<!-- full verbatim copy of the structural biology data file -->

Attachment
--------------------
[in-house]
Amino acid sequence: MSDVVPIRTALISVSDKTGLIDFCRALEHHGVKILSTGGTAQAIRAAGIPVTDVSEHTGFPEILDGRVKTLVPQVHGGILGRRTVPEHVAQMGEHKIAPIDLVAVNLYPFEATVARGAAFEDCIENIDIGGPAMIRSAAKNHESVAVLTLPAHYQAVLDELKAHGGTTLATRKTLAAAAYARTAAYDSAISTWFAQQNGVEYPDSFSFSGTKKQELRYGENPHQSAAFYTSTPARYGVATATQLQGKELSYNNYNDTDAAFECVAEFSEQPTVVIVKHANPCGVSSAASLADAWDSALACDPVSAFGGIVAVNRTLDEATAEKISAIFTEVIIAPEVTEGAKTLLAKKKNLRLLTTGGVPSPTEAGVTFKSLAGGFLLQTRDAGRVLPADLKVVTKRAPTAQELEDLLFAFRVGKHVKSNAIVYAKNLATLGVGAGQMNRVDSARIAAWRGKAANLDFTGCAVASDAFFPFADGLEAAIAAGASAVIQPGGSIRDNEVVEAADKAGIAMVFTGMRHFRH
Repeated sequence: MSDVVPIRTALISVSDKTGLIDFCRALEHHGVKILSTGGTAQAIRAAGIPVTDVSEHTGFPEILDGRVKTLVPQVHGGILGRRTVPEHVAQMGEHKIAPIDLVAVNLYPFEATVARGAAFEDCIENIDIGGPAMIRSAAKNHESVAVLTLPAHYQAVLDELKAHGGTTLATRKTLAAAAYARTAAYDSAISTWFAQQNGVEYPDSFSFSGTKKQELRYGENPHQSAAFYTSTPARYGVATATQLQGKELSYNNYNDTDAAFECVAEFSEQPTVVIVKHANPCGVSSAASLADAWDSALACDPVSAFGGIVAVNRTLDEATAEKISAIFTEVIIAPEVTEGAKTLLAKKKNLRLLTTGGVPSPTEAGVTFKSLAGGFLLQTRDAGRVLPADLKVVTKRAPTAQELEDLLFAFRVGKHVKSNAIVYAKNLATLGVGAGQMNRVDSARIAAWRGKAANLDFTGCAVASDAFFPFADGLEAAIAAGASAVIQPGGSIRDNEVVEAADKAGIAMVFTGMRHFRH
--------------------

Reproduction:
[in-house]
Amino acid sequence: MSDVVPIRTALISVSDKTGLIDFCRALEHHGVKILSTGGTAQAIRAAGIPVTDVSEHTGFPEILDGRVKTLVPQVHGGILGRRTVPEHVAQMGEHKIAPIDLVAVNLYPFEATVARGAAFEDCIENIDIGGPAMIRSAAKNHESVAVLTLPAHYQAVLDELKAHGGTTLATRKTLAAAAYARTAAYDSAISTWFAQQNGVEYPDSFSFSGTKKQELRYGENPHQSAAFYTSTPARYGVATATQLQGKELSYNNYNDTDAAFECVAEFSEQPTVVIVKHANPCGVSSAASLADAWDSALACDPVSAFGGIVAVNRTLDEATAEKISAIFTEVIIAPEVTEGAKTLLAKKKNLRLLTTGGVPSPTEAGVTFKSLAGGFLLQTRDAGRVLPADLKVVTKRAPTAQELEDLLFAFRVGKHVKSNAIVYAKNLATLGVGAGQMNRVDSARIAAWRGKAANLDFTGCAVASDAFFPFADGLEAAIAAGASAVIQPGGSIRDNEVVEAADKAGIAMVFTGMRHFRH
Repeated sequence: MSDVVPIRTALISVSDKTGLIDFCRALEHHGVKILSTGGTAQAIRAAGIPVTDVSEHTGFPEILDGRVKTLVPQVHGGILGRRTVPEHVAQMGEHKIAPIDLVAVNLYPFEATVARGAAFEDCIENIDIGGPAMIRSAAKNHESVAVLTLPAHYQAVLDELKAHGGTTLATRKTLAAAAYARTAAYDSAISTWFAQQNGVEYPDSFSFSGTKKQELRYGENPHQSAAFYTSTPARYGVATATQLQGKELSYNNYNDTDAAFECVAEFSEQPTVVIVKHANPCGVSSAASLADAWDSALACDPVSAFGGIVAVNRTLDEATAEKISAIFTEVIIAPEVTEGAKTLLAKKKNLRLLTTGGVPSPTEAGVTFKSLAGGFLLQTRDAGRVLPADLKVVTKRAPTAQELEDLLFAFRVGKHVKSNAIVYAKNLATLGVGAGQMNRVDSARIAAWRGKAANLDFTGCAVASDAFFPFADGLEAAIAAGASAVIQPGGSIRDNEVVEAADKAGIAMVFTGMRHFRH